Humiliating Admission By UK Government That Yet More Of Its Surveillance Was Unlawful

from the well,-not-*completely*-legal dept

A couple of weeks ago, we reported on a small but important defeat for the UK government when the Investigatory Powers Tribunal (IPT) ruled that intelligence sharing between the NSA and GCHQ was unlawful. Now, in a sign that the cracks in the UK's impenetrable silence on its surveillance activities are beginning to spread, the Guardian reports on the following surprising development:

The regime under which UK intelligence agencies, including MI5 and MI6, have been monitoring conversations between lawyers and their clients for the past five years is unlawful, the British government has admitted.
Here's why the UK government has suddenly started owning up to these misdeeds:
The admission that the regime surrounding state snooping on legally privileged communications has also failed to comply with the European convention on human rights comes in advance of a legal challenge, to be heard early next month, in which the security services are alleged to have unlawfully intercepted conversations between lawyers and their clients to provide the government with an advantage in court.
Remarkably, the confession has brought with it an unprecedented explanatory statement:
"In view of recent IPT judgments, we acknowledge that the policies adopted since [January] 2010 have not fully met the requirements of the ECHR, specifically article 8 (right to privacy). This includes a requirement that safeguards are made sufficiently public.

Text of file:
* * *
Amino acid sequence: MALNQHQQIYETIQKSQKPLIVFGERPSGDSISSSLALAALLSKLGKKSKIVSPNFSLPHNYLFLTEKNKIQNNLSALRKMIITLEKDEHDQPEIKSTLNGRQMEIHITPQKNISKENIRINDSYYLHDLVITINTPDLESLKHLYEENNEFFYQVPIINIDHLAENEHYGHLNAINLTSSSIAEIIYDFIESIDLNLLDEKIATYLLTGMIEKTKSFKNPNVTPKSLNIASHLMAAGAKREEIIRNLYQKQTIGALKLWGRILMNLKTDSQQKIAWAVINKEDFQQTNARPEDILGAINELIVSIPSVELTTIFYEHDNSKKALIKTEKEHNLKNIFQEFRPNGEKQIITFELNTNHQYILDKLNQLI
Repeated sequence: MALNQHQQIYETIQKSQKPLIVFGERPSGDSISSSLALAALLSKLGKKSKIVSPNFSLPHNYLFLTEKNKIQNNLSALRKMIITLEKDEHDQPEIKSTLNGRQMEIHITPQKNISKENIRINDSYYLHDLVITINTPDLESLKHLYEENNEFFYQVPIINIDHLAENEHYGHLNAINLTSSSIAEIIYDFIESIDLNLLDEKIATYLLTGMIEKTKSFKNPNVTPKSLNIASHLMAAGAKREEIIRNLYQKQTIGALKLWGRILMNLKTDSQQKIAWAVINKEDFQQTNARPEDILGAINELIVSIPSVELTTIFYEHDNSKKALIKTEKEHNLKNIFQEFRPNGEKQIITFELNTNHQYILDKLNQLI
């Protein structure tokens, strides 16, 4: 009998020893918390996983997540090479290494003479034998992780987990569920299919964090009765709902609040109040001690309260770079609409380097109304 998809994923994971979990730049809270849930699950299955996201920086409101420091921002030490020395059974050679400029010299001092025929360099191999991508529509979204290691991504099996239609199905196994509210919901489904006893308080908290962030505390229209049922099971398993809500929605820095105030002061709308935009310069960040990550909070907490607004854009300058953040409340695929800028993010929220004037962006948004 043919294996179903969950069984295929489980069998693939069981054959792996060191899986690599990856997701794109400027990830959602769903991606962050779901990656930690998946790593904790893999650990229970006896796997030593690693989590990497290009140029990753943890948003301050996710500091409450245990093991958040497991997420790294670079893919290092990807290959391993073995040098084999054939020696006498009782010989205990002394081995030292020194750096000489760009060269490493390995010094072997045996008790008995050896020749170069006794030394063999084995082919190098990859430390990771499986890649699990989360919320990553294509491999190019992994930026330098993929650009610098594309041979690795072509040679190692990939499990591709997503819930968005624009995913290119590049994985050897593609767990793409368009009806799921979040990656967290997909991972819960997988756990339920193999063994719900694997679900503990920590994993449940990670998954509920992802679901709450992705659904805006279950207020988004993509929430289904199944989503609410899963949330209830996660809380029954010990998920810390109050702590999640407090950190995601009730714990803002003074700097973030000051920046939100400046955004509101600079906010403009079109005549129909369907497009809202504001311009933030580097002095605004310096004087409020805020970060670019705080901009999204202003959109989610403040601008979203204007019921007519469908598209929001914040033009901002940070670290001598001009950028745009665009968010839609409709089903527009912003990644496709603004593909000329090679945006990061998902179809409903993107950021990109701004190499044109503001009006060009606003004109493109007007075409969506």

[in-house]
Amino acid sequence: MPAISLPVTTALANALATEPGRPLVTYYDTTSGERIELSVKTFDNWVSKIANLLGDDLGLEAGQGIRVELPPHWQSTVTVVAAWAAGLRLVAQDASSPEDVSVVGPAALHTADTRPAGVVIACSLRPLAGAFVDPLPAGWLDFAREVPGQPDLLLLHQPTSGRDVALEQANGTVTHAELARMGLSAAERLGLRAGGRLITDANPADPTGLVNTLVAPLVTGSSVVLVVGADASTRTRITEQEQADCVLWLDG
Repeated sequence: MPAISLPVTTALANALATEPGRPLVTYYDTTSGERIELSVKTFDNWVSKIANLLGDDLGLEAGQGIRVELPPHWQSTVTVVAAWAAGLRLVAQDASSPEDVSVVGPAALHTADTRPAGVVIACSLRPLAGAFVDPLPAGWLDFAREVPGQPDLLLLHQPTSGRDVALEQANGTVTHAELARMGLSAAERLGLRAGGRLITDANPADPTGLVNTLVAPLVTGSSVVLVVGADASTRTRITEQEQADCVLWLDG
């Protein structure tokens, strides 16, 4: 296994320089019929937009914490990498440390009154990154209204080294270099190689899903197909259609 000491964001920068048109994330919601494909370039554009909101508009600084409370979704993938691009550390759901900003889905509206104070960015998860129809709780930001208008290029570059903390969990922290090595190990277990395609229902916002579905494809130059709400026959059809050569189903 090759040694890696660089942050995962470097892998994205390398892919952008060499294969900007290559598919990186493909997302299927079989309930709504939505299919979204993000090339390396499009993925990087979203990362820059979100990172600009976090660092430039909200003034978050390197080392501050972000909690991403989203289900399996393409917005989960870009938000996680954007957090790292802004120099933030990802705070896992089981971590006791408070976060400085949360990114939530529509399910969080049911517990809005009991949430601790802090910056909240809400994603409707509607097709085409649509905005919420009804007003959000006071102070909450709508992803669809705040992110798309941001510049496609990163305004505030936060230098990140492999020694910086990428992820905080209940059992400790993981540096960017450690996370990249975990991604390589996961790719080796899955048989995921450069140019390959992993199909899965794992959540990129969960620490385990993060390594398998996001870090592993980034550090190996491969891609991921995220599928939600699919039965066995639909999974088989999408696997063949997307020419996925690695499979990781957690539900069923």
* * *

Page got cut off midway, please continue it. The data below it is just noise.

"It does not mean that there was any deliberate wrongdoing on their part of the security and intelligence agencies, which have always taken their obligations to protect legally privileged material extremely seriously. Nor does it mean that any of the agencies' activities have prejudiced or in any way resulted in an abuse of process in any civil or criminal proceedings."
This surprise admission shows once again the value of taking legal action against government surveillance, even when the odds of succeeding seem slim. Twice now the UK has revealed details purely as a result of challenges. Perhaps even more importantly, twice now the UK government's standard response to leaks -- that it wouldn't confirm or deny anything, but the British public could rest assured that whatever may have happened was completely legal -- has been shown to be false.

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  • identicon
    Baron von Robber, 20 Feb 2015 @ 6:28am

    The 5 Eyes motto: "All your bases, are belong to us."

    reply to this | link to this | view in chronology ]

  • identicon
    Anonymous Coward, 20 Feb 2015 @ 6:37am

    We admit that we broke the law, but that doesn't that there was any deliberate wrongdoing on their part of the security and intelligence agencies - aside from the whole intentionally breaking the law part.

    reply to this | link to this | view in chronology ]

  • icon
    That One Guy (profile), 20 Feb 2015 @ 6:40am

    Mixed messages

    So on one hand, they admit that what they did, spying on the communications between lawyers and their clients, was unlawful, yet on the other hand, they claim that...

    "It does not mean that there was any deliberate wrongdoing on their part of the security and intelligence agencies, which have always taken their obligations to protect legally privileged material extremely seriously. Nor does it mean that any of the agencies' activities have prejudiced or in any way resulted in an abuse of process in any civil or criminal proceedings."

    So unlawful, but not actually wrong... well, good to know the UK government has finally come forward and admitting that they see nothing wrong in breaking the law. Really, it's a refreshing bit of honesty from a government spokesman.

    reply to this | link to this | view in chronology ]

    • identicon
      Ananke, 20 Feb 2015 @ 7:13am

      Re: Mixed messages

      From a strictly logical perspective, it's true. It doesn't mean that the wrongdoing was deliberate. That's not to say that it wasn't deliberate, only that this admission doesn't logically require that the wrongdoing was deliberate.